A foreign cyberattack could have been behind the crash of the UK's voter registration website in the run up to the European Union referendum.
The Register to Vote website crashed on the evening of 7 June 2016, just hours before the deadline for registration ahead of last summer's vote. There were 514,256 online applications to register to vote on 7 June and the crash led to the deadline for voter registration being extended by another day.
While the UK government blames the crash on a surge in demand following the Brexit TV debates and voters leaving it until the last minute to sign up, in a new report into lessons learned from the EU referendum, MPs on the Public Administration and Constitutional Affairs Committee (PACAC) say the possibility of foreign cyberattackers being behind the crash still remains.
"PACAC does not rule out the possibility that the crash may have been caused by a DDOS (Distributed Denial of Service) using botnets," the report said.
While PACAC's chairman Bernard Jenkin MP acknowledges the government's line that there was no interference in the election, he told the Press Association: "We have taken our own advice and have concluded from that advice that it cannot be ruled out."
"After all, it has happened in other countries," he added, potentially referring to alleged Russian interference in the election of Donald Trump as US president last year.
However, the government remains convinced the website was brought down by a rush of users, not foreign agents: "We have been very clear about the cause of the website outage in June 2016. It was due to a spike in users just before the registration deadline. There is no evidence to suggest malign intervention," a Cabinet Office spokesperson told ZDNet.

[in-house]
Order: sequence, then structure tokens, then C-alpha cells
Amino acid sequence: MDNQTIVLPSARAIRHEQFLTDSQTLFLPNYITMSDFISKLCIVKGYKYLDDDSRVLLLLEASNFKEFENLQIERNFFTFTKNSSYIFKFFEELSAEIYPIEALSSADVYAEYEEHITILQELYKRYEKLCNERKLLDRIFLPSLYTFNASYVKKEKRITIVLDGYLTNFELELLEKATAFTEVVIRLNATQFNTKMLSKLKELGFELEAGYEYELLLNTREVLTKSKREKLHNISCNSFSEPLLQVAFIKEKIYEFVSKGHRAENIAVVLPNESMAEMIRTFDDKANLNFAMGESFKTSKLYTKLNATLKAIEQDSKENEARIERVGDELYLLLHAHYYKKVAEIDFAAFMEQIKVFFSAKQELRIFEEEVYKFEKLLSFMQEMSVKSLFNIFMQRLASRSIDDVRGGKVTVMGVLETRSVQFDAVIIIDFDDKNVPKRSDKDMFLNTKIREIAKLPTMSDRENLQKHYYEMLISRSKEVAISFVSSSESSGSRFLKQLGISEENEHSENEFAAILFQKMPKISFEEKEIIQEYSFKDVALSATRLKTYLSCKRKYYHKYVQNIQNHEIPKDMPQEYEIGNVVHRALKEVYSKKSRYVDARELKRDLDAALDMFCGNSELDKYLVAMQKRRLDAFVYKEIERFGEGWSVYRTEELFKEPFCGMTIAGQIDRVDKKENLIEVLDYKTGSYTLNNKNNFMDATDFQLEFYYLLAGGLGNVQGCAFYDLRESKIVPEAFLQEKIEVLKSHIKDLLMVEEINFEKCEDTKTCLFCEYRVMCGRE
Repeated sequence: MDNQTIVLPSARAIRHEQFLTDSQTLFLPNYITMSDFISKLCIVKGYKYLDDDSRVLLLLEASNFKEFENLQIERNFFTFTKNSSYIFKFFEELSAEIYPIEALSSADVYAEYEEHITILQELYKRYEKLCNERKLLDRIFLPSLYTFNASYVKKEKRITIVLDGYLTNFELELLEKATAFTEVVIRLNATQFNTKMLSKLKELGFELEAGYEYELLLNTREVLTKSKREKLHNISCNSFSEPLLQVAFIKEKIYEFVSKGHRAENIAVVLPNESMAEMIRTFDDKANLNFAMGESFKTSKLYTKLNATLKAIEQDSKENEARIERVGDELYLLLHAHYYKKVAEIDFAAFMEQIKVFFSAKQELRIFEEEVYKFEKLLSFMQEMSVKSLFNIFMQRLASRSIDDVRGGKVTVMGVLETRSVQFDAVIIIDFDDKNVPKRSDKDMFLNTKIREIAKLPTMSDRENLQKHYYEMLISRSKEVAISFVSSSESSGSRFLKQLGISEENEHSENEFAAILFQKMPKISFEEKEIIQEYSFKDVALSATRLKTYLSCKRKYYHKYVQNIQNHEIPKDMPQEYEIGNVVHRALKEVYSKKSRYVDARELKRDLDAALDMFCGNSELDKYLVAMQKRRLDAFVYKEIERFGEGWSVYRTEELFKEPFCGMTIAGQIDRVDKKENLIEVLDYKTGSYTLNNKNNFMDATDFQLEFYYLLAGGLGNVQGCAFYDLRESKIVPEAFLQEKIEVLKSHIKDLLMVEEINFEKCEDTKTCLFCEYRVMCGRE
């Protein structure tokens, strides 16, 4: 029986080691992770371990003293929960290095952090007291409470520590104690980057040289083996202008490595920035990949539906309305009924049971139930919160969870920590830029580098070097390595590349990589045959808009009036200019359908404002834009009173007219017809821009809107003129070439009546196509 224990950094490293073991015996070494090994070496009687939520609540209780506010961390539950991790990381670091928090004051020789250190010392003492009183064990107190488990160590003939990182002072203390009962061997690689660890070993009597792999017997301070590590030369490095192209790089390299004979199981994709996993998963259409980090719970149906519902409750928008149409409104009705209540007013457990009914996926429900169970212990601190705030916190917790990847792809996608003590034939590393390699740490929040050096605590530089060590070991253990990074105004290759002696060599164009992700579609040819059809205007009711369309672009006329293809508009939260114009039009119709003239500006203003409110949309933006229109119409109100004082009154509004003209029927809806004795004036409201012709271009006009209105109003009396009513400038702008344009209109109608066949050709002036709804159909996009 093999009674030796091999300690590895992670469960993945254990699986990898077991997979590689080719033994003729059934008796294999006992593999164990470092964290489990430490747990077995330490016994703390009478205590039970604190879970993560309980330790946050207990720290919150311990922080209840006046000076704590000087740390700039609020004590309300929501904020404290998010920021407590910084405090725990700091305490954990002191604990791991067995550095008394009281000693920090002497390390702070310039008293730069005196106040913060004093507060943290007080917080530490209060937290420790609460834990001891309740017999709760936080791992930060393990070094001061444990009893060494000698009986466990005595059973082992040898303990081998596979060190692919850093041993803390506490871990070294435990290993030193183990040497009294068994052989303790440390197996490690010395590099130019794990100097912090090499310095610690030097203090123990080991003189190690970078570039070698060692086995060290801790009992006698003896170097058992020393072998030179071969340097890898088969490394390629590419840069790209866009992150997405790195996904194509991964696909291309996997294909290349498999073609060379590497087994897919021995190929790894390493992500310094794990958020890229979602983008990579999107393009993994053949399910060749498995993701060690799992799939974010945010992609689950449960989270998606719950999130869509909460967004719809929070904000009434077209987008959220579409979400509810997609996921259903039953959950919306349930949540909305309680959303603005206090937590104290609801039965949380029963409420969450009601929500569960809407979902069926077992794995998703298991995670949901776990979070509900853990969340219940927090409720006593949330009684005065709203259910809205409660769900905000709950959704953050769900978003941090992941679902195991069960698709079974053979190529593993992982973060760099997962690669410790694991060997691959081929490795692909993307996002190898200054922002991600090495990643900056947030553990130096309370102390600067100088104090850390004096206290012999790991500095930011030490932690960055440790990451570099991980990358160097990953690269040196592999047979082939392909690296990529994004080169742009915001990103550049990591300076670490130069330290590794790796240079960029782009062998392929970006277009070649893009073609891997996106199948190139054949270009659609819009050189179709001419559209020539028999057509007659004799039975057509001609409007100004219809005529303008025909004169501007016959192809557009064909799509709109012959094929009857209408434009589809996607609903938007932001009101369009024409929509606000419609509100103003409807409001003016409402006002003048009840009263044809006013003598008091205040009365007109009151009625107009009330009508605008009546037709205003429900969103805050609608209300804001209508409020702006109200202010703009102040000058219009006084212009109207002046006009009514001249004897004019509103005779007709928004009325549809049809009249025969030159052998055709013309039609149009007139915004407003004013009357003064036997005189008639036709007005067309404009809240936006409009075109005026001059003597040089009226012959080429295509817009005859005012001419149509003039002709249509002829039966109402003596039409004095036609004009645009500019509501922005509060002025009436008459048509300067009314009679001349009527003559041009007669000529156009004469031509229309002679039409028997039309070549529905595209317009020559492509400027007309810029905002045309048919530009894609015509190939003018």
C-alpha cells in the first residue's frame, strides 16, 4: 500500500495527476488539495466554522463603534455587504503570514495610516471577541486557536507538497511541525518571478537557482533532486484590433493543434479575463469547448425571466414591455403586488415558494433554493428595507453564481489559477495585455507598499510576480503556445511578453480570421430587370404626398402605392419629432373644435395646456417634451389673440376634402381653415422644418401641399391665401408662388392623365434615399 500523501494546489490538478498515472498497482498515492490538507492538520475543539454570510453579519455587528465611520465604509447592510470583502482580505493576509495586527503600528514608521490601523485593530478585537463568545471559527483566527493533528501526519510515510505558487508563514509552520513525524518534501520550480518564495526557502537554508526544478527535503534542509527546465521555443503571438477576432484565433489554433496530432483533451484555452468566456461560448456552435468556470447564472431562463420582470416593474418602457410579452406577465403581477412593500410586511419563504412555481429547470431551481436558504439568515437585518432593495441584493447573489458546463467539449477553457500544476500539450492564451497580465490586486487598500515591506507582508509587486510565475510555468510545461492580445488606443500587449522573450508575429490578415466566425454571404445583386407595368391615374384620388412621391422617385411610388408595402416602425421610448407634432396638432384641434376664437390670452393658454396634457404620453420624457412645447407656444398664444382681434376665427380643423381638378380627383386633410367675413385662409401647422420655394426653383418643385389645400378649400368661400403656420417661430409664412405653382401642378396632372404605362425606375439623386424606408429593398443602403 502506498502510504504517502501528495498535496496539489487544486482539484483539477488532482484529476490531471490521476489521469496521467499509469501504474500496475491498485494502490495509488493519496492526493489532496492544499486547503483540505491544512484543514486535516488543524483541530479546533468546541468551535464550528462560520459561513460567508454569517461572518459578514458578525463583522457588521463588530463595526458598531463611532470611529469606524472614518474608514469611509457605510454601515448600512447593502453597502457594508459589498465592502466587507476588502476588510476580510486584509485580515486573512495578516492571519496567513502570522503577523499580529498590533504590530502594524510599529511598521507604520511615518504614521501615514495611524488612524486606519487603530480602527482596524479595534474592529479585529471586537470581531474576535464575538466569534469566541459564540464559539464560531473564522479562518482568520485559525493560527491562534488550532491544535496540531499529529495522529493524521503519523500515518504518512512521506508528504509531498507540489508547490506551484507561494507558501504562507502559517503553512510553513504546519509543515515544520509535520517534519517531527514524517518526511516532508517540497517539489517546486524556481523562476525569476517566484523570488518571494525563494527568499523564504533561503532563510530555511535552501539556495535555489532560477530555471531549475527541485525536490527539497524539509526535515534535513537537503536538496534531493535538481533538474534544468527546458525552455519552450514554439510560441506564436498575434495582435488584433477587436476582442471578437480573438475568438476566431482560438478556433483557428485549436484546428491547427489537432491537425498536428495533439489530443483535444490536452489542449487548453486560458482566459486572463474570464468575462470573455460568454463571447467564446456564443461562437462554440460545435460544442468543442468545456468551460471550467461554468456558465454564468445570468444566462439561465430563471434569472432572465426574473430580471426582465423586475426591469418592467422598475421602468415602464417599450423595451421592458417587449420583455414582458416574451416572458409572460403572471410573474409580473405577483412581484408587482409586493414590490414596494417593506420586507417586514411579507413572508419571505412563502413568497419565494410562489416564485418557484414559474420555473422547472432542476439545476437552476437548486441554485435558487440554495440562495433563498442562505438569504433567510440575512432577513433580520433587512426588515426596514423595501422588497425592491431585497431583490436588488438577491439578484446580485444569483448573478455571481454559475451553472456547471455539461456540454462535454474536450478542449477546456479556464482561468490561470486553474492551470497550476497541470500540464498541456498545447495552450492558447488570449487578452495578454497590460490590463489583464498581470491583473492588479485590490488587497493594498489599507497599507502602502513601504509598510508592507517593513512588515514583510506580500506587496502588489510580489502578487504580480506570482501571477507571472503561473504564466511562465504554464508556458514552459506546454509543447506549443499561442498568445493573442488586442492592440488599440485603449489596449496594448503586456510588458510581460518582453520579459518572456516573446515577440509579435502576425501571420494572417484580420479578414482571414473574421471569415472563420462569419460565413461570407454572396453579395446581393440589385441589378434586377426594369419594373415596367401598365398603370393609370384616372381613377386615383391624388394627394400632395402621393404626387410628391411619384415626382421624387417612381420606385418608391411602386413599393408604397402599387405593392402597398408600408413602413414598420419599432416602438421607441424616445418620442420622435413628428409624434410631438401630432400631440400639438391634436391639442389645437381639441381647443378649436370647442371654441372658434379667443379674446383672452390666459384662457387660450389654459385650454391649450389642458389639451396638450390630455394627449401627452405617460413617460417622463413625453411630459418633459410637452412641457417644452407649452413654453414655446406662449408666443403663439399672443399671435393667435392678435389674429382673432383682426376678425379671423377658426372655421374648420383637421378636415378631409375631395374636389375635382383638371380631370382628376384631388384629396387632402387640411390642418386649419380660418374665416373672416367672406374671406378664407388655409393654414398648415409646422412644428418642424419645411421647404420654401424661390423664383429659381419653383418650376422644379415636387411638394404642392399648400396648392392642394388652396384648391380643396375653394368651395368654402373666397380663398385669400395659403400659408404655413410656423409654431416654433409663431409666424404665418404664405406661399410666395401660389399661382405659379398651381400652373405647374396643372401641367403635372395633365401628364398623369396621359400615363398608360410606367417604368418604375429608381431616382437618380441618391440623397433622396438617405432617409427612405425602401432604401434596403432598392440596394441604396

While the PACAC report states that any potential attack didn't have "any material effect on the outcome of the EU referendum", it said there are lessons around protecting against foreign cyberattacks against "IT systems that are critical for the functioning of the democratic process" which must be learned.
One of those is the establishment of a permanent body involving the Cabinet Office, the Electoral Commission, local government, GCHQ, and the new National Cyber Security Centre for managing potential cyber risks to the election process.
Such a body should hold permanent responsibility for "monitoring cyber activity in respect of elections and referendums" and "promoting cybersecurity and reliance from potential attacks" as well as responding and containing to attacks if they occur.
The committee's report also suggests that protecting elections from cyberattacks can't just focus on the technical nature of protecting IT systems from interference -- but also must prevent foreign attempts to influence public opinion in the run-up to elections via social media and fake news.
"Russia and China use a cognitive approach based on understanding of mass psychology and of how to exploit individuals. The implications of this different understanding of cyber-attack, as purely technical or as reaching beyond the digital to influence public opinion, for the interference in elections and referendums are clear," the report says.
"PACAC is deeply concerned about these allegations about foreign interference," it adds.
However, one cybersecurity expert warned against hurrying to blame foreign powers. "There seems to be a fashion developing to rush to blame any system outage on hackers, and then to extrapolate that further by claiming it is foreign actors. I could be convinced but only with proof," Professor Alan Woodward, visiting professor at the University of Surrey's department of computing, told ZDNet.
"There is a real danger that if we collectively keep raising the spectre of hackers whenever a system goes down there will be so much background noise on the subject that when a serious attack happens no one will listen. There is a danger of crying wolf," he adds.
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